“The relevant date with reference to which a valid sanction is sine qua non for taking cognizance of an offence committed by a public servant as required by Section 6 is the date on which the court is called upon to take cognizance of the offence of which he is accused. If, therefore, when the offence is alleged to have been committed, the accused was a public servant but by the time the court is called upon to take cognizance of the offence committed by him as public servant, but if he has ceased to be a public servant, no sanction would be necessary for taking cognizance of the offence against him. This approach is in accord with the policy underlying Section 6 in that a public servant is not to be exposed to harassment of a frivolous or speculative prosecution.”
In this case Prakash Singh Badal already cease the office as Minister of Punjab before taking cognizance therefore no sanction is necessary under section 6 of Prevention of Corruption Act. (Permission of speaker was already taken before filing of charge sheet). Therefore the special judge is not bared to take the cognizance of offence.
On part of the issuance of notification and appointment of judges court said that as per Section 3 of of Prevention of Corruption Act, government can appoint as any judges as they want and also judges are not bared from taking the cases under this act. Notification was issued with the consultation of high court and it gives jurisdiction to court to try cases under Section 3 of the act.
Court stayed the argument related to the Mala- fade intention behind the filing the case, and said it will be seen in trial of the case.
Along with this court also dismiss all the arguments of the petitioner and his son saying that they are not based on merit and special judge should not get influenced by this argument during the trial.
The sanctions can be termed as official permission or the approval to undertook certain action.
The sanctions are generally necessary in legal context in two areas; When the offenses come under chapter VI of the IPC which includes the offenses like sedition, criminal conspiracy, waging war against the Government etc. Second is for the public interest, i.e. to prevent the public servants from harassment and malice, false allegations etc. for the smooth functioning of the system.
Section 21 of the Indian Penal Code provides the definition of the term ‘public servant’. The section gives the twelve heads under which the public servant are categorize namely;
“a military officer, officer of court of justice, jury man, assessor, member of panchayat, arbitrator, officer of government who deals with the safety, person who is empowered to conduct election, every person who is liable for the government remuneration and fees”.
Both the petitioners Prakash Singh Badal and his son Shukhbir Singh Badal file appeals challenging the prior judgement of Punjab and Haryana High Court.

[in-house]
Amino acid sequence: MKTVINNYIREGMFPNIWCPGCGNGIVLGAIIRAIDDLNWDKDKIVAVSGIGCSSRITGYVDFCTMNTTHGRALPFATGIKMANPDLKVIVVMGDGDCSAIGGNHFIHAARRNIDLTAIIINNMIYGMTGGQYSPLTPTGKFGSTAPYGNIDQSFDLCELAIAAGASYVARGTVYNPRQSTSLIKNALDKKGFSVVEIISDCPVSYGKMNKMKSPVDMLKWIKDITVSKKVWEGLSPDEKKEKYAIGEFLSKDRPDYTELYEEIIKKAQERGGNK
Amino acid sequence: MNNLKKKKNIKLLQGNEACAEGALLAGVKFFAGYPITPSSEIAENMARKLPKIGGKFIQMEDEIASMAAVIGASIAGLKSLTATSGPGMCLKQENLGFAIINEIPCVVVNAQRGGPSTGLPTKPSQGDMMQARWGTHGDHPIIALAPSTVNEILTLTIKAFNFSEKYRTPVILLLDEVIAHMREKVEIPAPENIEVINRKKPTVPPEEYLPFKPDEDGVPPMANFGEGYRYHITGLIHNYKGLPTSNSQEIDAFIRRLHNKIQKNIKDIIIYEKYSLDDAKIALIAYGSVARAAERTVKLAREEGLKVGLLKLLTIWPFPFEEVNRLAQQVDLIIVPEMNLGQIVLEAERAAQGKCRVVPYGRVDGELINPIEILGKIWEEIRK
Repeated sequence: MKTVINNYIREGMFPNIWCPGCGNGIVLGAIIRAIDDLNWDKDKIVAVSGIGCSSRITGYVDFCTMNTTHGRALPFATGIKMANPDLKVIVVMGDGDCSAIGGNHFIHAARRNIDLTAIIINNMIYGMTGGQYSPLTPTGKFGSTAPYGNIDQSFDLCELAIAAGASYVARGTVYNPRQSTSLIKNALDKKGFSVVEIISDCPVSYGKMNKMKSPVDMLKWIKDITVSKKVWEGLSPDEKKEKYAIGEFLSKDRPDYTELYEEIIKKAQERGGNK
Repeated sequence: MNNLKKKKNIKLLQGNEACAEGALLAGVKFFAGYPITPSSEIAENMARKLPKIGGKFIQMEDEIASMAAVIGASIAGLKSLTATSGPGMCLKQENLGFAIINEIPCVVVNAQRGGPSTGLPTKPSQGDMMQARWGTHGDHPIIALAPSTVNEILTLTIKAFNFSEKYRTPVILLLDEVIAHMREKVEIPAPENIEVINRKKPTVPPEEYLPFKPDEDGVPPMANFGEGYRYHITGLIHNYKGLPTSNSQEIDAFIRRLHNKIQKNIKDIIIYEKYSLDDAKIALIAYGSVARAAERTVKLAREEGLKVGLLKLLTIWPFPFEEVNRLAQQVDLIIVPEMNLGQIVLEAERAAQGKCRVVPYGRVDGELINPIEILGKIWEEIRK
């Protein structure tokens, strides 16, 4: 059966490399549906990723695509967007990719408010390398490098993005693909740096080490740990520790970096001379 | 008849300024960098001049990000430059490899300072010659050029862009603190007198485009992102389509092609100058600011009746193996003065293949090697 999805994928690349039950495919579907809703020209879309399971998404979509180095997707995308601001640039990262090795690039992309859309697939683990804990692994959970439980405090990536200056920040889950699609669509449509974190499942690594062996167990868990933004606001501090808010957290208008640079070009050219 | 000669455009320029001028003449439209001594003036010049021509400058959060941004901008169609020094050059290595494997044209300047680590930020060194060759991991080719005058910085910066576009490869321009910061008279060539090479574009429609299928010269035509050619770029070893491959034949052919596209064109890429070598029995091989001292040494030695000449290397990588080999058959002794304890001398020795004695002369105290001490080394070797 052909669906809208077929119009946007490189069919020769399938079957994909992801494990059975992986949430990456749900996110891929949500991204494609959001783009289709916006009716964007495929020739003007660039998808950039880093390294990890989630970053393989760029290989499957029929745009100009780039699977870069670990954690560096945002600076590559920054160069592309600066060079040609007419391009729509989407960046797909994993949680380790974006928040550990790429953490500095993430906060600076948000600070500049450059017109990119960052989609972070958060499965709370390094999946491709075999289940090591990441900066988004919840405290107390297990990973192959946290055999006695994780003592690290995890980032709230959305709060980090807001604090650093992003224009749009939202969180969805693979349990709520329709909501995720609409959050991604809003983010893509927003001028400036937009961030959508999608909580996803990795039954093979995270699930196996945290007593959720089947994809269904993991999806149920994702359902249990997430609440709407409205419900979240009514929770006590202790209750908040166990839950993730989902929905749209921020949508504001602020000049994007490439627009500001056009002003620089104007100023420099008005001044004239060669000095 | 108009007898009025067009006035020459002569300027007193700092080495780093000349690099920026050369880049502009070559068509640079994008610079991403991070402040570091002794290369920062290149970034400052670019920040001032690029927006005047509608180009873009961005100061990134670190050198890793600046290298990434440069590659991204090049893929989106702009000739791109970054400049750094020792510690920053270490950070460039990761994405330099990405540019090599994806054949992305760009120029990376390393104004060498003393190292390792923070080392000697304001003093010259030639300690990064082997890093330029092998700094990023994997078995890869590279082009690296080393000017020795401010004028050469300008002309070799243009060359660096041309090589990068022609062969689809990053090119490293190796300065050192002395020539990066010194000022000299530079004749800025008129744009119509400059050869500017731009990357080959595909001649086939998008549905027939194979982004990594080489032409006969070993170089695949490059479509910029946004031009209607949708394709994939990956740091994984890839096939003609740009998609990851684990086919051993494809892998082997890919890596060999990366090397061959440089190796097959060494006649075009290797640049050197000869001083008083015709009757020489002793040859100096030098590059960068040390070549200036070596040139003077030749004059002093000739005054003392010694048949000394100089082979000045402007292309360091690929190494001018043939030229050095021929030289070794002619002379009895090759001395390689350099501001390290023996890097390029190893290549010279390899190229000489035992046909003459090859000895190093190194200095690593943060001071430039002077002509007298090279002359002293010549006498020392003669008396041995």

Stand of the appellants was each of proceedings are based on the complaint which is lodged with mala-fied intention having a political vendetta and all the allegations are vague and do not show commission of any offence.
The judgement of High Court was relied on the judgement in R.S Nayak v. Abdul Rehman Antulay, effect of Section 6(2) of old act of Prevention of Corruption Act corresponding to section 19(2) of new act of Prevention of Corruption Act was not considered, although the judgement was considered incurium in past.
Learned counsel for the petitioner said that in the case of P.V. Narasimha Rao v. State5 it was concluded that the authority who is competent to remove the officer can only give the sanction. Court further said that “It is submitted that the offenses alleged to have been committed under IPC had close nexus with the workmen who are on official duty and therefore sanction under Section 197 of the Code is mandatory”.
Petitioner further contented that filing the case at Mohali police station and declaring, extending the jurisdiction of superintendent and declaring the police station for the purpose of investigation of the case, establishment of the court for trial with the permission of the high court this all show that there is Mala-fide intention behind lodging complaint and also it is all done to harass the petitioners.
On this the learned counsel for respondent stated that the decision in case of R.S Nayak v. Abdul Rehman Antulay is not per incurium and it lays down the correct position. Also no mala-fied intention in so far has found in any allegation.
The view that expressed in the case of R.S Nayak v. Abdul Rehman Antulay is as follows;
“Under Section 19(1) of the prevention of the corruption Act, previous sanction is prescribed for a public servant if;
He is a public servant at the time of taking cognizance of the offence and
The accused continues to hold office who is alleged to have been misused at the time of taking cognizance of the offence by the Court”
Court relied on the following judgement while deciding in sanction;
Venkataraman v. State6 in this case it was stated that ordinary meaning of the Section 6 is when the court ask to take the cognizance of the offence, the person committed the offence should be public servant and competent to be removed from the office by the competent authority then only the Section 6 of the prevention of corruption act will be applicable. Same was held in the case of Mohd. Iqbal Ahmad v. State of A P7.